Psychoanalyst Strozier (History/John Jay College of Criminal Justice; Heinz Kohut: The Making of a Psychoanalyst, 2001, etc.) assembles a scattershot account of 9/11 and its social significance, the release of which is timed to coincide with the 10th anniversary of the attacks.
The book draws on interviews with those who witnessed the events of 9/11 firsthand, the author's own account of these events and reported statistics about the physical destruction and environmental damage wrought by the disaster. Many books have been written about 9/11, and many have incorporated the accounts of eyewitnesses. Strozier's book theoretically provides the added benefit of an experienced psychoanalyst's interpretation and analysis of such accounts. Unfortunately, the author's conclusions are generally less valuable and insightful than they are obvious—9/11 tapped into people's fears of apocalyptic nuclear disaster; 9/11 was more traumatic for New Yorkers than it was for Iowans—or irrelevant (Strozier lengthily chronicles his feelings about his son's stalled career as a chef). Further, the prose is jargon-heavy and often feels forced—e.g., “My discussion of the traumatic meanings of 9/11 in this context of the zones of sadness does not try formally to locate my analysis in the academic or psychoanalytic literature on trauma.” Strozier watched the events of 9/11 unfold from the relative safety of Greenwich Village, and he did not lose anyone with whom he was close. Despite his repeatedly asserted desire to show sensitivity toward those who suffered more than he, readers may find it difficult not to find his book self-indulgent.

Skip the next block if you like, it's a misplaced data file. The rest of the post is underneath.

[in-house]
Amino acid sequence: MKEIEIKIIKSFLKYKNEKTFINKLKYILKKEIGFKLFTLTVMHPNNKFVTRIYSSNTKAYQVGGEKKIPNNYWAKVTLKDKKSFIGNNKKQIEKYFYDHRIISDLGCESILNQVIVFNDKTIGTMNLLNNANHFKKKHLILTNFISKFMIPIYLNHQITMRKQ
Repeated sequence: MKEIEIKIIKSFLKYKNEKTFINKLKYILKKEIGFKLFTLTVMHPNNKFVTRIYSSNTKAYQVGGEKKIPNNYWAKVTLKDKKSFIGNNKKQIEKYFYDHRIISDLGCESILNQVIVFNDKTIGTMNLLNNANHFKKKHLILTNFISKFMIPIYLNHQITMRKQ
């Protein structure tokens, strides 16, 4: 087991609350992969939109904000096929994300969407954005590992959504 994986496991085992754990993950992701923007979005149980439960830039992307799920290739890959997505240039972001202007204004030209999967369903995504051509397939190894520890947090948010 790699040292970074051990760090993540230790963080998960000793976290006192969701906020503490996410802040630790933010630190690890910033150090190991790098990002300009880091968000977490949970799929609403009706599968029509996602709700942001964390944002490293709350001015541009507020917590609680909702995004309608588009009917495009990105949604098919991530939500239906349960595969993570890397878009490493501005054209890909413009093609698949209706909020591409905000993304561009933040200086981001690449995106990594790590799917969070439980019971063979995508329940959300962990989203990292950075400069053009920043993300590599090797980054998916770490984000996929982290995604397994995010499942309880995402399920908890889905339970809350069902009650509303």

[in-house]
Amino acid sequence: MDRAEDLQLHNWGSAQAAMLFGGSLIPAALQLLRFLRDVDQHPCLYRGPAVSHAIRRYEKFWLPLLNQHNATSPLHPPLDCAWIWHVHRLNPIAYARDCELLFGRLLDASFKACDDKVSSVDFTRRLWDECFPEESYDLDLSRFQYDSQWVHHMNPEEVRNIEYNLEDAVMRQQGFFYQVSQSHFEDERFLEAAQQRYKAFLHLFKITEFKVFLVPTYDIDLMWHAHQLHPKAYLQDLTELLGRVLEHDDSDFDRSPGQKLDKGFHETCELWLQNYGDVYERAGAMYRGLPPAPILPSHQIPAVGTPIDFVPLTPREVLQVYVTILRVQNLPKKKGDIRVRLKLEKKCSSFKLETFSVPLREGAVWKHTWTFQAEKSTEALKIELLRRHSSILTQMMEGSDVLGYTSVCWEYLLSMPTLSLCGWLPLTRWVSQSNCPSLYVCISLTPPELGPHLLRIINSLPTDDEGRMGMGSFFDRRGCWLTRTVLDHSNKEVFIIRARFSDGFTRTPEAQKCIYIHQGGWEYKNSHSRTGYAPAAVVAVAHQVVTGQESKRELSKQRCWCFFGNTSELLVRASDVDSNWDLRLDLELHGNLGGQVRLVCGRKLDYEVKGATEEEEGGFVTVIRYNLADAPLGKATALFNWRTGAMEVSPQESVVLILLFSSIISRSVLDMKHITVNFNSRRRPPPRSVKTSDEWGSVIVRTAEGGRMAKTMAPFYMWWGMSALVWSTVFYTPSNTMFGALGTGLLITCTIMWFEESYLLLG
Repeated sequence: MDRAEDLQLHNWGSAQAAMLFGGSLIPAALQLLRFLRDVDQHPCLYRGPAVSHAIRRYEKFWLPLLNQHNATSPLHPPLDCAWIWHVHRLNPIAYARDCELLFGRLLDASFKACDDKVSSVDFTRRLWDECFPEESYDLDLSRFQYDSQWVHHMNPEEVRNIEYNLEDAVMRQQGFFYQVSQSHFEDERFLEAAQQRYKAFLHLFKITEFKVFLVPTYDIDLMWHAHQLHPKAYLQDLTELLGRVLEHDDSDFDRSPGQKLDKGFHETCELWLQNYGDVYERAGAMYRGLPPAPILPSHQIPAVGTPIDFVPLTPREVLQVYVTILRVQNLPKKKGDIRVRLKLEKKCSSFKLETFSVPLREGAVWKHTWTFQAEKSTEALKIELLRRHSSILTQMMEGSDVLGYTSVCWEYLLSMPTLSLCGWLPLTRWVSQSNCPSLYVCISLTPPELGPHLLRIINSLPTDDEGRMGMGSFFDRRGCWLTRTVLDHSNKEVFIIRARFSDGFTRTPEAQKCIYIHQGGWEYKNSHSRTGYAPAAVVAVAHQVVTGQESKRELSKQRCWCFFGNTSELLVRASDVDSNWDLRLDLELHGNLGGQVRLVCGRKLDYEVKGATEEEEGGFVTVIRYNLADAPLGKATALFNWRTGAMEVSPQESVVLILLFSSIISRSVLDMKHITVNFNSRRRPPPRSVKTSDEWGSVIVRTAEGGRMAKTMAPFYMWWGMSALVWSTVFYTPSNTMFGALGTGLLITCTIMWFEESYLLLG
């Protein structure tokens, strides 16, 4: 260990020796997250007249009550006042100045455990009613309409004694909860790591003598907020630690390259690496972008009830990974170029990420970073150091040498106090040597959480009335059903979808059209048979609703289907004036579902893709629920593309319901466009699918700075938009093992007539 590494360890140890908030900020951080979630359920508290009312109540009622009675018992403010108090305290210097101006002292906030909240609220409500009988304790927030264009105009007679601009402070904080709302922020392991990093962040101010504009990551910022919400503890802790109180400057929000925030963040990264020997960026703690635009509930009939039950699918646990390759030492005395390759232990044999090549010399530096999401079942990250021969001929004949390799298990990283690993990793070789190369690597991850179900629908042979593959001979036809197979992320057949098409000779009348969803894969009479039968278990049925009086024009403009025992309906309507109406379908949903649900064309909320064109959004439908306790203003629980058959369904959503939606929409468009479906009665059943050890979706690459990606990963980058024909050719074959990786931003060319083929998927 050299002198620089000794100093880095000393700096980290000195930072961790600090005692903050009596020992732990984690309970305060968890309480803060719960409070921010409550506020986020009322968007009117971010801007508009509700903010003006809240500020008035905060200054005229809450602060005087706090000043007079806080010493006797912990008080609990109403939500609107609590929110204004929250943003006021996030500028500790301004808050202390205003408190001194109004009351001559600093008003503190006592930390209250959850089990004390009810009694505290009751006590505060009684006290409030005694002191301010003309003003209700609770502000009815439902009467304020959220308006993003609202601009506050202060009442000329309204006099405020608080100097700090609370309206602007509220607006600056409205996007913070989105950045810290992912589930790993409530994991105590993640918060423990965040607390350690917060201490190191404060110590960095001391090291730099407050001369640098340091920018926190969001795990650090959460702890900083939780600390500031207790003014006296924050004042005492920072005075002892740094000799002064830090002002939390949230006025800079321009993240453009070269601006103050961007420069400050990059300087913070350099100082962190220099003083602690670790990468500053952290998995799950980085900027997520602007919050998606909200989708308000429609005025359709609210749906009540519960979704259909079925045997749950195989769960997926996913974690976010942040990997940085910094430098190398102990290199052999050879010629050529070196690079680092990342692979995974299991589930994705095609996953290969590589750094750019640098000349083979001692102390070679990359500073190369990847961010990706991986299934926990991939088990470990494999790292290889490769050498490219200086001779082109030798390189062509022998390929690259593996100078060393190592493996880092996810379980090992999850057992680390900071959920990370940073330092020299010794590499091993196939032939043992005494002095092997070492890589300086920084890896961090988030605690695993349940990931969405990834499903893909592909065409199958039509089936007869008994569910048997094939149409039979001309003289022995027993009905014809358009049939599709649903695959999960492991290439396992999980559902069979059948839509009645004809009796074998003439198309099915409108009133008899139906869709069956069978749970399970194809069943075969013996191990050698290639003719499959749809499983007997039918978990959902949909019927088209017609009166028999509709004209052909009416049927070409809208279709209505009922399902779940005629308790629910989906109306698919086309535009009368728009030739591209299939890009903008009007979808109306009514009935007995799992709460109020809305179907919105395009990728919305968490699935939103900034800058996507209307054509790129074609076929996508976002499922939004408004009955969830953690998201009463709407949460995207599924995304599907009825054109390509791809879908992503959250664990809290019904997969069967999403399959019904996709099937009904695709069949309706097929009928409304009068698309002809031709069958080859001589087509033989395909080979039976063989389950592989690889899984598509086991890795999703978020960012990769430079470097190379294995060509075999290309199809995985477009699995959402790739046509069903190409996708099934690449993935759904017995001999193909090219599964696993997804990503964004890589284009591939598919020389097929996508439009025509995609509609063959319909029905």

Slapdash and unilluminating.